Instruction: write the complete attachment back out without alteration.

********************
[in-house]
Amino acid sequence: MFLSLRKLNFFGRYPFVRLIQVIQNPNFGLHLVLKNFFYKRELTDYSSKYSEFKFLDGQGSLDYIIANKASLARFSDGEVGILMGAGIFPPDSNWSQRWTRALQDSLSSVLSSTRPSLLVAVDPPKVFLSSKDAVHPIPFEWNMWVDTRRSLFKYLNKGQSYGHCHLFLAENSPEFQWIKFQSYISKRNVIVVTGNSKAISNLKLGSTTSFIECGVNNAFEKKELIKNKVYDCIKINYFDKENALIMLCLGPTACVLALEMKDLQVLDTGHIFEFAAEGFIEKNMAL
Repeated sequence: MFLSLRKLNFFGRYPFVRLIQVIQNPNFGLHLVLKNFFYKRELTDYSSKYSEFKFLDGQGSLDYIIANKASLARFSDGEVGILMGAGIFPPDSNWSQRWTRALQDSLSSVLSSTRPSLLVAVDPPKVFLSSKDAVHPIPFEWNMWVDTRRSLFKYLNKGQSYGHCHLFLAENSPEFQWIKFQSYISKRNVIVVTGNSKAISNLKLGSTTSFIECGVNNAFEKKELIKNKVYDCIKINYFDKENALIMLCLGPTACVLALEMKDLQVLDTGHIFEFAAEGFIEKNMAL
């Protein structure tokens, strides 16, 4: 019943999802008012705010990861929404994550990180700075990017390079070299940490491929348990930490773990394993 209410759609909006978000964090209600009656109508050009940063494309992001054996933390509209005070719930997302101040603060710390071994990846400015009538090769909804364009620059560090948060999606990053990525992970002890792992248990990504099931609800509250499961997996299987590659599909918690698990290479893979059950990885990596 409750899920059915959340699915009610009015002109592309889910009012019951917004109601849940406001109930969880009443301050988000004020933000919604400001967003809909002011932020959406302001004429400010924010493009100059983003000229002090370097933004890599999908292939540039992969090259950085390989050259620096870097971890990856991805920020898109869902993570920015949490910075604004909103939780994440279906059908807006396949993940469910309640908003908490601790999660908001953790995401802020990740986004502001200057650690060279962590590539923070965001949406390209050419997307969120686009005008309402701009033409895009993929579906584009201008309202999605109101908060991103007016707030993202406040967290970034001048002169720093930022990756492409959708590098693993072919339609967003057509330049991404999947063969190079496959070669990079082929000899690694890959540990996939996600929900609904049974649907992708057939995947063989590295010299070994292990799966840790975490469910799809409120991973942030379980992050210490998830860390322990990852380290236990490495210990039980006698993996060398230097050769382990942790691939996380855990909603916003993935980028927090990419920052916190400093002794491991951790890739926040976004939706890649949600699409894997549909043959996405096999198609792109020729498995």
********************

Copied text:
[in-house]
Amino acid sequence: MFLSLRKLNFFGRYPFVRLIQVIQNPNFGLHLVLKNFFYKRELTDYSSKYSEFKFLDGQGSLDYIIANKASLARFSDGEVGILMGAGIFPPDSNWSQRWTRALQDSLSSVLSSTRPSLLVAVDPPKVFLSSKDAVHPIPFEWNMWVDTRRSLFKYLNKGQSYGHCHLFLAENSPEFQWIKFQSYISKRNVIVVTGNSKAISNLKLGSTTSFIECGVNNAFEKKELIKNKVYDCIKINYFDKENALIMLCLGPTACVLALEMKDLQVLDTGHIFEFAAEGFIEKNMAL
Repeated sequence: MFLSLRKLNFFGRYPFVRLIQVIQNPNFGLHLVLKNFFYKRELTDYSSKYSEFKFLDGQGSLDYIIANKASLARFSDGEVGILMGAGIFPPDSNWSQRWTRALQDSLSSVLSSTRPSLLVAVDPPKVFLSSKDAVHPIPFEWNMWVDTRRSLFKYLNKGQSYGHCHLFLAENSPEFQWIKFQSYISKRNVIVVTGNSKAISNLKLGSTTSFIECGVNNAFEKKELIKNKVYDCIKINYFDKENALIMLCLGPTACVLALEMKDLQVLDTGHIFEFAAEGFIEKNMAL
């Protein structure tokens, strides 16, 4: 019943999802008012705010990861929404994550990180700075990017390079070299940490491929348990930490773990394993 209410759609909006978000964090209600009656109508050009940063494309992001054996933390509209005070719930997302101040603060710390071994990846400015009538090769909804364009620059560090948060999606990053990525992970002890792992248990990504099931609800509250499961997996299987590659599909918690698990290479893979059950990885990596 409750899920059915959340699915009610009015002109592309889910009012019951917004109601849940406001109930969880009443301050988000004020933000919604400001967003809909002011932020959406302001004429400010924010493009100059983003000229002090370097933004890599999908292939540039992969090259950085390989050259620096870097971890990856991805920020898109869902993570920015949490910075604004909103939780994440279906059908807006396949993940469910309640908003908490601790999660908001953790995401802020990740986004502001200057650690060279962590590539923070965001949406390209050419997307969120686009005008309402701009033409895009993929579906584009201008309202999605109101908060991103007016707030993202406040967290970034001048002169720093930022990756492409959708590098693993072919339609967003057509330049991404999947063969190079496959070669990079082929000899690694890959540990996939996600929900609904049974649907992708057939995947063989590295010299070994292990799966840790975490469910799809409120991973942030379980992050210490998830860390322990990852380290236990490495210990039980006698993996060398230097050769382990942790691939996380855990909603916003993935980028927090990419920052916190400093002794491991951790890739926040976004939706890649949600699409894997549909043959996405096999198609792109020729498995």